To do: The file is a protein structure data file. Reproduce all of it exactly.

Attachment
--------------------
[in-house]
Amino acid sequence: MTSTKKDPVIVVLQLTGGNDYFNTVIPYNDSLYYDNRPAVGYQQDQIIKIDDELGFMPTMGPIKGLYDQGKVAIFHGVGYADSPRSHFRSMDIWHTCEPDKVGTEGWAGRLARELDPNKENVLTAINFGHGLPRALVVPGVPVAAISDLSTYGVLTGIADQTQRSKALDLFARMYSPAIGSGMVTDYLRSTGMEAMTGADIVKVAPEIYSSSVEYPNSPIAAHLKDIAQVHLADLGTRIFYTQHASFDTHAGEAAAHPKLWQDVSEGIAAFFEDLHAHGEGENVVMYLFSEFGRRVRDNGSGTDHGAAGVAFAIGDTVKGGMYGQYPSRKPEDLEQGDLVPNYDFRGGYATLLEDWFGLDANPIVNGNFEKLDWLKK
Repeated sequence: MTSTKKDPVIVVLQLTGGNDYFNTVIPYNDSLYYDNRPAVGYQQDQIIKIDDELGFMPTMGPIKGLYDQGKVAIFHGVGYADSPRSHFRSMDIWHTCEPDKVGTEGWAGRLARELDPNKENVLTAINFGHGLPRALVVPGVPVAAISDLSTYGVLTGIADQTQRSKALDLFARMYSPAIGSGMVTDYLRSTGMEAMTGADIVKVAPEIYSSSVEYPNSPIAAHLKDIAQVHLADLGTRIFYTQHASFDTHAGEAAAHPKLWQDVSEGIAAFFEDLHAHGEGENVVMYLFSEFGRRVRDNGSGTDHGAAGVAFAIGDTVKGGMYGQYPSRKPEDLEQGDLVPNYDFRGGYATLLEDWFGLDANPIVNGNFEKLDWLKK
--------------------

[in-house]
Amino acid sequence: MTSTKKDPVIVVLQLTGGNDYFNTVIPYNDSLYYDNRPAVGYQQDQIIKIDDELGFMPTMGPIKGLYDQGKVAIFHGVGYADSPRSHFRSMDIWHTCEPDKVGTEGWAGRLARELDPNKENVLTAINFGHGLPRALVVPGVPVAAISDLSTYGVLTGIADQTQRSKALDLFARMYSPAIGSGMVTDYLRSTGMEAMTGADIVKVAPEIYSSSVEYPNSPIAAHLKDIAQVHLADLGTRIFYTQHASFDTHAGEAAAHPKLWQDVSEGIAAFFEDLHAHGEGENVVMYLFSEFGRRVRDNGSGTDHGAAGVAFAIGDTVKGGMYGQYPSRKPEDLEQGDLVPNYDFRGGYATLLEDWFGLDANPIVNGNFEKLDWLKK
Repeated sequence: MTSTKKDPVIVVLQLTGGNDYFNTVIPYNDSLYYDNRPAVGYQQDQIIKIDDELGFMPTMGPIKGLYDQGKVAIFHGVGYADSPRSHFRSMDIWHTCEPDKVGTEGWAGRLARELDPNKENVLTAINFGHGLPRALVVPGVPVAAISDLSTYGVLTGIADQTQRSKALDLFARMYSPAIGSGMVTDYLRSTGMEAMTGADIVKVAPEIYSSSVEYPNSPIAAHLKDIAQVHLADLGTRIFYTQHASFDTHAGEAAAHPKLWQDVSEGIAAFFEDLHAHGEGENVVMYLFSEFGRRVRDNGSGTDHGAAGVAFAIGDTVKGGMYGQYPSRKPEDLEQGDLVPNYDFRGGYATLLEDWFGLDANPIVNGNFEKLDWLKK